Observed by: Mr. Alaa Isam
Eyeing protests that brought down Tunisia's leader and threaten to topple Egypt's president, Saleh also says he won't pass on the reins of government to his son.
Yemeni President Ali Abdullah Saleh said on Wednesday he would not seek to extend his presidency in a move that would bring an end to a three-decade rule when his current term expires in 2013.
Eyeing protests that brought down Tunisia's leader and threaten to topple Egypt's president, Saleh also vowed not to pass on the reins of government to his son.
"No extension, no inheritance, no resetting the clock," Saleh said, speaking ahead of a planned large rally due on Thursday in Sanaa that has been dubbed a "Day of rage".
Inspired by the unrest in Tunisia and Egypt, thousands of Yemeni demonstrators took to the streets of Sanaa, Yemen last Thursday to demand a change of their own government, in the largest wave of anti-government protests Yemen has witnessed yet.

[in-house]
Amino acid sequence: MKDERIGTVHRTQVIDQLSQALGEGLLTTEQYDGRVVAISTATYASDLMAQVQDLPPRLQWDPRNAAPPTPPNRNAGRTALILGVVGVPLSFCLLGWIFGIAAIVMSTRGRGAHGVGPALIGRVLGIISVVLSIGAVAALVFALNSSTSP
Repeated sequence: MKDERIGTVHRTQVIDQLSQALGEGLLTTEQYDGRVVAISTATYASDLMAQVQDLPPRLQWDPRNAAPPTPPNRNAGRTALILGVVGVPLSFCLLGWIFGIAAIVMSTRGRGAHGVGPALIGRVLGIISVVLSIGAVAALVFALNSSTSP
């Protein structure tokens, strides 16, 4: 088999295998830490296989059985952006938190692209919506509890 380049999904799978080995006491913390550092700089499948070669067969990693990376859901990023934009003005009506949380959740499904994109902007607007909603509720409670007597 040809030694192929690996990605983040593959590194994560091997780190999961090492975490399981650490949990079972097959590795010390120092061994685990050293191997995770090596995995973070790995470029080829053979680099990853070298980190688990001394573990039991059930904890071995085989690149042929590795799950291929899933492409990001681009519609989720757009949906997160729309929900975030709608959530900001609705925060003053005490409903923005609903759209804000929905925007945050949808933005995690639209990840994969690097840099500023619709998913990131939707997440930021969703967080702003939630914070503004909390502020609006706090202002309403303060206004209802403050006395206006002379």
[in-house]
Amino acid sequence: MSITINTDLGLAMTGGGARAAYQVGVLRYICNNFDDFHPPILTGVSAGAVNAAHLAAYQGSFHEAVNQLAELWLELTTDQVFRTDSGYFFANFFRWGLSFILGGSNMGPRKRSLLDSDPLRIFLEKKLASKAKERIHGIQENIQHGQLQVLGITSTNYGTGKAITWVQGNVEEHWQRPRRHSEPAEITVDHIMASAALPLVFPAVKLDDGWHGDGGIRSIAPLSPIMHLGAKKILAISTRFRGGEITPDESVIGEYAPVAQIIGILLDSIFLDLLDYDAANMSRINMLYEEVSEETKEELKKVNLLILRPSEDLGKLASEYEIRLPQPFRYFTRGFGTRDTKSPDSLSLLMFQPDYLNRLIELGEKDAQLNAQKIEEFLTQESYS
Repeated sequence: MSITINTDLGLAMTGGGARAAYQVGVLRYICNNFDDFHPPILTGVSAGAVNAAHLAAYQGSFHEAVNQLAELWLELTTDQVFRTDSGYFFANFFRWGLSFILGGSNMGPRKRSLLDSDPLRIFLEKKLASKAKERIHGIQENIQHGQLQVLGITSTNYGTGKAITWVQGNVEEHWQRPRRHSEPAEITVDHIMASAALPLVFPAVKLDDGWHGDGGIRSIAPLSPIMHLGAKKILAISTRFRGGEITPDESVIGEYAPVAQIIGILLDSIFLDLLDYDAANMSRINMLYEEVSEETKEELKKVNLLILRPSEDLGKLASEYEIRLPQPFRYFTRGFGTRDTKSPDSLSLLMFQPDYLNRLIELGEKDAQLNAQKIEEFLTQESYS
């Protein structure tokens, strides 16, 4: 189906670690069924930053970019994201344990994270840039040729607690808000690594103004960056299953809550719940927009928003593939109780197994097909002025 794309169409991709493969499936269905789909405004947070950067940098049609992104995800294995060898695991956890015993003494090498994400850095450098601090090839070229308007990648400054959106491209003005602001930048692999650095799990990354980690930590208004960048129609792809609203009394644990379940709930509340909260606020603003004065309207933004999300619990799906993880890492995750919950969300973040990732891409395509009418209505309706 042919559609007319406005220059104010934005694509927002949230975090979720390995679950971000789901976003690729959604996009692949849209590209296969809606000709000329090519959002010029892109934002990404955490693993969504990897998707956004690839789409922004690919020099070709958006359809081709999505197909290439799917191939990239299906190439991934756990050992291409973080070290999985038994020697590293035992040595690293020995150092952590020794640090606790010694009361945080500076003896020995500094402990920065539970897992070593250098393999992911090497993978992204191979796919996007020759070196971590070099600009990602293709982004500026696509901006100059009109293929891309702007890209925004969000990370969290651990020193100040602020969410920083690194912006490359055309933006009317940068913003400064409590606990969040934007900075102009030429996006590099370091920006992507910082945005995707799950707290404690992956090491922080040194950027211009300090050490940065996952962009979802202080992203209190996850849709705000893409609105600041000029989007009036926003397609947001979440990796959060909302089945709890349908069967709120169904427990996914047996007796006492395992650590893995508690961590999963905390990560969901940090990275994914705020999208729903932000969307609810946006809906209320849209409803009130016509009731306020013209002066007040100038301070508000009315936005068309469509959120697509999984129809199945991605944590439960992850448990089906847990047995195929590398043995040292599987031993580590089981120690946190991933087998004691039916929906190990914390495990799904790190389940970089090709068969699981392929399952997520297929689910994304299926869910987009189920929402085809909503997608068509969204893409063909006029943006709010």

Protesters said they were demanding improvements in living conditions as well as political change. One banner read: "Enough playing around, enough corruption, look at the gap between poverty and wealth."
A competing pro-government protest organized by Yemen's ruling party in another district of Sanaa gathered a few hundred demonstrators.
Yemen, in the shadow of the world's top oil exporter Saudi Arabia, is struggling with soaring unemployment and dwindling oil and water reserves. Almost half its 23 million people live on $2 a day or less and a third suffer from chronic hunger.
Saleh has tried to calm discontent, last week proposing constitutional amendments including presidential term limits with two terms of five or seven years. Last week he also promised to raise the salary of all civil servants and military personal by at least 47 dollars a month.